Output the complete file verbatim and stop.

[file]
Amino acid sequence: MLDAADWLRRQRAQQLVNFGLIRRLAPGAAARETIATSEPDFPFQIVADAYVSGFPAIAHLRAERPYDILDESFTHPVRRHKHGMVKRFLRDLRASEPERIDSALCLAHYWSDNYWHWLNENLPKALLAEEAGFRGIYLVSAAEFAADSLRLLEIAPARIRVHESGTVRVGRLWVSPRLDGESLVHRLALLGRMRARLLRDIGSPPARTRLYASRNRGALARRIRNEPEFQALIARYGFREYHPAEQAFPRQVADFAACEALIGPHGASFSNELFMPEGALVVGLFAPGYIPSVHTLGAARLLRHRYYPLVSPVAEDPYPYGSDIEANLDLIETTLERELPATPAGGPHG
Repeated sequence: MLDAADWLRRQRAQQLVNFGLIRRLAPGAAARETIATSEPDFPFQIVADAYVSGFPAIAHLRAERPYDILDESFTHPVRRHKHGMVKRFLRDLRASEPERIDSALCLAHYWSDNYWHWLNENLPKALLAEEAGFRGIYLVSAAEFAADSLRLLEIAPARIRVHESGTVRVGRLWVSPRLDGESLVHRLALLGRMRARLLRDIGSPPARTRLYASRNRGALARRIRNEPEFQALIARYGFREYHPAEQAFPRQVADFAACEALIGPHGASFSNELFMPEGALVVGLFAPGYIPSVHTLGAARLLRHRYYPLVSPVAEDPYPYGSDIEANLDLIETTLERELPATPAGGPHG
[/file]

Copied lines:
Amino acid sequence: MLDAADWLRRQRAQQLVNFGLIRRLAPGAAARETIATSEPDFPFQIVADAYVSGFPAIAHLRAERPYDILDESFTHPVRRHKHGMVKRFLRDLRASEPERIDSALCLAHYWSDNYWHWLNENLPKALLAEEAGFRGIYLVSAAEFAADSLRLLEIAPARIRVHESGTVRVGRLWVSPRLDGESLVHRLALLGRMRARLLRDIGSPPARTRLYASRNRGALARRIRNEPEFQALIARYGFREYHPAEQAFPRQVADFAACEALIGPHGASFSNELFMPEGALVVGLFAPGYIPSVHTLGAARLLRHRYYPLVSPVAEDPYPYGSDIEANLDLIETTLERELPATPAGGPHG
Repeated sequence: MLDAADWLRRQRAQQLVNFGLIRRLAPGAAARETIATSEPDFPFQIVADAYVSGFPAIAHLRAERPYDILDESFTHPVRRHKHGMVKRFLRDLRASEPERIDSALCLAHYWSDNYWHWLNENLPKALLAEEAGFRGIYLVSAAEFAADSLRLLEIAPARIRVHESGTVRVGRLWVSPRLDGESLVHRLALLGRMRARLLRDIGSPPARTRLYASRNRGALARRIRNEPEFQALIARYGFREYHPAEQAFPRQVADFAACEALIGPHGASFSNELFMPEGALVVGLFAPGYIPSVHTLGAARLLRHRYYPLVSPVAEDPYPYGSDIEANLDLIETTLERELPATPAGGPHG